Think you have a ton of books crammed into your tiny apartment? You've got nothing on the spectacularly named Stephen Carrie Blumberg, who stole nearly 19,000 books from 327 institutions. 

Blumberg suffered from mental illness his entire life, which undoubtedly contributed to his bibliomania. His first arrests were for a series of burglaries and trespassing, then for stealing books from four different states in 1974. Over the decades, Blumberg's obsession for collecting books only grew, even though he was kicked out of library after library. Blumberg spent his time as a nomad, driving around and stealing book after book. He curated his own collection, taking old and new volumes alike, but he never sold them.

 A page from a version of the Nuremberg Chronicle, a text Blumberg stole. Image via Wikimedia Commons.

When he was arrested in 1988, investigators found floor plans and lists of university library collections, which he used to select volumes and sneak into institutions to nab them. Blumberg either tried to avoid alarms entirely or tripped them on purpose a few times to see how they worked; he climbed dumbwaiters and shimmied through vents to get past security systems. But getting into the most exclusive libraries was another story...and involved deception on a whole other level. To get into Harvard's libraries, Blumberg disguised himself as a real-life professor from the University of Minnesota. This must be pretty much the only time anyone ever faked an ID to get steal books, not drinks!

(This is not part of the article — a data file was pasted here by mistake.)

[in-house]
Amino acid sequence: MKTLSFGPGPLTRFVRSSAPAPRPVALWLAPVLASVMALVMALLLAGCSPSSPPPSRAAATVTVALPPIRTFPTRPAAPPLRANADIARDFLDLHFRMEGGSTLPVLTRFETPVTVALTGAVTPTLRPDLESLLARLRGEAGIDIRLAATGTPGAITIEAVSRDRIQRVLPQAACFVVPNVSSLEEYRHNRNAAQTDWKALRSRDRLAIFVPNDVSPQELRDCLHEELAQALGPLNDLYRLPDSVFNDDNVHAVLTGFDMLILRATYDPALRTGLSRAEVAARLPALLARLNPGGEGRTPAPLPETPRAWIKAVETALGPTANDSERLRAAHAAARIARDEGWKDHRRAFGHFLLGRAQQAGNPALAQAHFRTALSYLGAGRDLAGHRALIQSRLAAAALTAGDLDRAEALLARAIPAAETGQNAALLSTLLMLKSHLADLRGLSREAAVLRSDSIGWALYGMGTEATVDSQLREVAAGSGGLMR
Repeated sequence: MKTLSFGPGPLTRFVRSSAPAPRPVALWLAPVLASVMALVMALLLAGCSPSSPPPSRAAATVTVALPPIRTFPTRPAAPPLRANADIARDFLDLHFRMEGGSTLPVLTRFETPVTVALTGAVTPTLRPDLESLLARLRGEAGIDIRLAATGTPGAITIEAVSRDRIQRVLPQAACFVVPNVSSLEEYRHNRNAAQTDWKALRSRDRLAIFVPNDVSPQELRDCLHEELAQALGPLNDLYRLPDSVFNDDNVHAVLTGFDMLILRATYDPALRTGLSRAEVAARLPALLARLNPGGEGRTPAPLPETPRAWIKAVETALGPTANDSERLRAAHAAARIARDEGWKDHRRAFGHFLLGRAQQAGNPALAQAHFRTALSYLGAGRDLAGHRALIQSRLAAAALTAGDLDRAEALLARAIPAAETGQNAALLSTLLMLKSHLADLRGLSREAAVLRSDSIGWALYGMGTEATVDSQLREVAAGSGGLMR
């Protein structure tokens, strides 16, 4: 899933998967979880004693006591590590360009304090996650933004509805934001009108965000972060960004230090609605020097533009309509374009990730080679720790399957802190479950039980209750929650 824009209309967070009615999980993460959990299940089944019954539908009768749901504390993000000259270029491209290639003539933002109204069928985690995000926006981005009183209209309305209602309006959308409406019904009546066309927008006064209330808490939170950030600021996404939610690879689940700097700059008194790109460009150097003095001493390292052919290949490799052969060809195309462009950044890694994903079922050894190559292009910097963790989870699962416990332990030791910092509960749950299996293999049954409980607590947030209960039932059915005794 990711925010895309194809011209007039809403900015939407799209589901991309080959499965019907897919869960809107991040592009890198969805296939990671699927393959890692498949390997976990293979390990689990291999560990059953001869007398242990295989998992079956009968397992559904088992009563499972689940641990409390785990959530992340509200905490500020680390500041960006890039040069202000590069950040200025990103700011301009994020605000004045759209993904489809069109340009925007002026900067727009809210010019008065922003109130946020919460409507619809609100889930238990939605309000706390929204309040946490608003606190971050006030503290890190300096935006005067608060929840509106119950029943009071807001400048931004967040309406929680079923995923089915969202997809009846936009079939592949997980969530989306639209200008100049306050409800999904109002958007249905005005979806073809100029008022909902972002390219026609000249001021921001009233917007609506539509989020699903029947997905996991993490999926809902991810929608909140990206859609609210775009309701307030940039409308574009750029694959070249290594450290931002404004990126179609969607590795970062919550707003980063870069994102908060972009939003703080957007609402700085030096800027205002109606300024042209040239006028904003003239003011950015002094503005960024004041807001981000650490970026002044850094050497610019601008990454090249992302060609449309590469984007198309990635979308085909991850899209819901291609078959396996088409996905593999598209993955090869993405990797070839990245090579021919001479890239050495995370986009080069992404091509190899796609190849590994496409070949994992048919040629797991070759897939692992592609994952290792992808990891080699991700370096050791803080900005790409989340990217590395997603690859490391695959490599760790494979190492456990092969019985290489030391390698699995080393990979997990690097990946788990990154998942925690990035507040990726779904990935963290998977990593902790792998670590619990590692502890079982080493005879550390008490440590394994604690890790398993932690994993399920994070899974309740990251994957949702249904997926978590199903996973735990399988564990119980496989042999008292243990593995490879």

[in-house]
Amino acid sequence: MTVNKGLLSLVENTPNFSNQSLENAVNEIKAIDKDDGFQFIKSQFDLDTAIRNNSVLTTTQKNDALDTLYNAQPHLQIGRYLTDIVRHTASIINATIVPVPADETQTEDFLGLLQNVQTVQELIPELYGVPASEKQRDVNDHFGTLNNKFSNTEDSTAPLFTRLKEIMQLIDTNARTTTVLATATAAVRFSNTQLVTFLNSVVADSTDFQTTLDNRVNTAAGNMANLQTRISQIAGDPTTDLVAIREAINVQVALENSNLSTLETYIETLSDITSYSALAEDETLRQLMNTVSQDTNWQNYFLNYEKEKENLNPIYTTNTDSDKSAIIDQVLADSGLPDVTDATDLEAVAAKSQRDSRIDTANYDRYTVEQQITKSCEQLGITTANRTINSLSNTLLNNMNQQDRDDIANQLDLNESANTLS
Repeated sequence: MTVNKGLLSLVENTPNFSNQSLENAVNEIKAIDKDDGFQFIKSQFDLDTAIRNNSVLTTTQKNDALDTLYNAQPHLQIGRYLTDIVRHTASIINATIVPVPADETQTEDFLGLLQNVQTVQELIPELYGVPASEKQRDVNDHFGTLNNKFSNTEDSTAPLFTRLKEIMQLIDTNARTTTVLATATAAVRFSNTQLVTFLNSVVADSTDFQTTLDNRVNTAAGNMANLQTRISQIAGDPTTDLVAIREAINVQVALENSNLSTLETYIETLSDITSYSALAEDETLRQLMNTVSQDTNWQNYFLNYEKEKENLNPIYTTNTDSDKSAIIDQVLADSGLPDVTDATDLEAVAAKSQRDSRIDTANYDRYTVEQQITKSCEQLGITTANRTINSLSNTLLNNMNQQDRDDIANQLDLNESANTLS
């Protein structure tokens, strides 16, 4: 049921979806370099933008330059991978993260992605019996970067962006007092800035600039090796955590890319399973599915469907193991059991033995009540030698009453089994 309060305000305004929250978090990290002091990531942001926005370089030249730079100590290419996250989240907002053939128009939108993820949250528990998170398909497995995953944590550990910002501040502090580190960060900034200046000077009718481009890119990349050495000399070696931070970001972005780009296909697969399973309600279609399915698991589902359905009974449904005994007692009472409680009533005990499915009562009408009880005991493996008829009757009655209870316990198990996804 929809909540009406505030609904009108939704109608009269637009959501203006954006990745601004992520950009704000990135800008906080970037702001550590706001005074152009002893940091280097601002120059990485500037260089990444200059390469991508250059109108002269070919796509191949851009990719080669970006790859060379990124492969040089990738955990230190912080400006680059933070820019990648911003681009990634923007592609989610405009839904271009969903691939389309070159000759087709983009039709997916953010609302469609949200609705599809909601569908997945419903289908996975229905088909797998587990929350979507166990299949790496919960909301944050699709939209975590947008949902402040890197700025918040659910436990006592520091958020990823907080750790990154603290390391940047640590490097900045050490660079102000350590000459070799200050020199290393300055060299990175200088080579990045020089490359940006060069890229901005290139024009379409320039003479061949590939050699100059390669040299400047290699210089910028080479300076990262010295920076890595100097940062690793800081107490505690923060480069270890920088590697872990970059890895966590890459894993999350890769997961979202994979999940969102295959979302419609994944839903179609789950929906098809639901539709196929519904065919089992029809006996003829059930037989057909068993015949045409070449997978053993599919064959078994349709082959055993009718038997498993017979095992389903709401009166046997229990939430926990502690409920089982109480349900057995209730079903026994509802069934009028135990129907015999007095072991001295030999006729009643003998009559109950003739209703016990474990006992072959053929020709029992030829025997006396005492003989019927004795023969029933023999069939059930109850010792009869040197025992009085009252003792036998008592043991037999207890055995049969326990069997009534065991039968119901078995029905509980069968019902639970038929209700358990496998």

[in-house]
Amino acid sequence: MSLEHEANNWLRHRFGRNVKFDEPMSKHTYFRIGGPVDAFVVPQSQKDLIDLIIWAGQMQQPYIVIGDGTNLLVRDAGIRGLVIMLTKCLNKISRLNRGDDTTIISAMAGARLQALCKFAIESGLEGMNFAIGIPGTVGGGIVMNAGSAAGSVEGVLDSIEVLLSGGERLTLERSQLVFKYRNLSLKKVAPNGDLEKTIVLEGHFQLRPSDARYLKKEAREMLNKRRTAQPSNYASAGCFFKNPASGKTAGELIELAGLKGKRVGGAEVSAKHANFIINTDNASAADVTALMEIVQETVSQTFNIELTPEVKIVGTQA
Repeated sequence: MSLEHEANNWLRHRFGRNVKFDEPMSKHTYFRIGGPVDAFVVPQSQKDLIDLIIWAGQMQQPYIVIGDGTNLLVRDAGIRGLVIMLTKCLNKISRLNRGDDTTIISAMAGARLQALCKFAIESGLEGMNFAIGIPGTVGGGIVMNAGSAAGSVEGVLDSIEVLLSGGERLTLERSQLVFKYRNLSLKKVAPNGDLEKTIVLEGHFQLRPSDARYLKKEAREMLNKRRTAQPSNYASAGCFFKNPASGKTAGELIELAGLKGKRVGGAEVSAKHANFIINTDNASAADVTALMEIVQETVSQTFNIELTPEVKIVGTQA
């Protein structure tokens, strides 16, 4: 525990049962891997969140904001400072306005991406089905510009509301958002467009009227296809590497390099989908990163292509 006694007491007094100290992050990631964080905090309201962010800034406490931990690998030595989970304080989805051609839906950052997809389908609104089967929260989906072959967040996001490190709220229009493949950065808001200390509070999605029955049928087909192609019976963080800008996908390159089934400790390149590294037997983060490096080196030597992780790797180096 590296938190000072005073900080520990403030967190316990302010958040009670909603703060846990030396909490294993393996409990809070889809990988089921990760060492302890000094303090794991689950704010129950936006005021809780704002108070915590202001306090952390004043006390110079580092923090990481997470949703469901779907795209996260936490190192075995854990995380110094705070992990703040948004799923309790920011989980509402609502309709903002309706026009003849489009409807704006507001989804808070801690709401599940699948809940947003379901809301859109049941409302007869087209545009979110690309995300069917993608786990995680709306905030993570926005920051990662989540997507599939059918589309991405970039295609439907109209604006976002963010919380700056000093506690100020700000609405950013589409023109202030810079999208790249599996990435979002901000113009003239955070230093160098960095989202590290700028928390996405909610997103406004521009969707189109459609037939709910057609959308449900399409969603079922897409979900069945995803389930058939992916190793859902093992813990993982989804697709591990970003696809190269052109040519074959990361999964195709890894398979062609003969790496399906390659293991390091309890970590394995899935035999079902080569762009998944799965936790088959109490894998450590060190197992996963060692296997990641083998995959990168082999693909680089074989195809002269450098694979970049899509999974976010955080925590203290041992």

When Blumberg was eventually caught and sentenced in 1990, he was found guilty pretty fast, despite his "not guilty by reason of insanity" defense. He was released from prison in 1995, but the legend of his exploits lives on. The total value of the 18,900 books he stole? $5.3 million, according to Harvard Magazine. Where'd he get them from? 45 different states. His most famous stolen item? The Nuremberg Chronicle, published in 1493. 

Feature image via AvQUIHUIS/YouTube.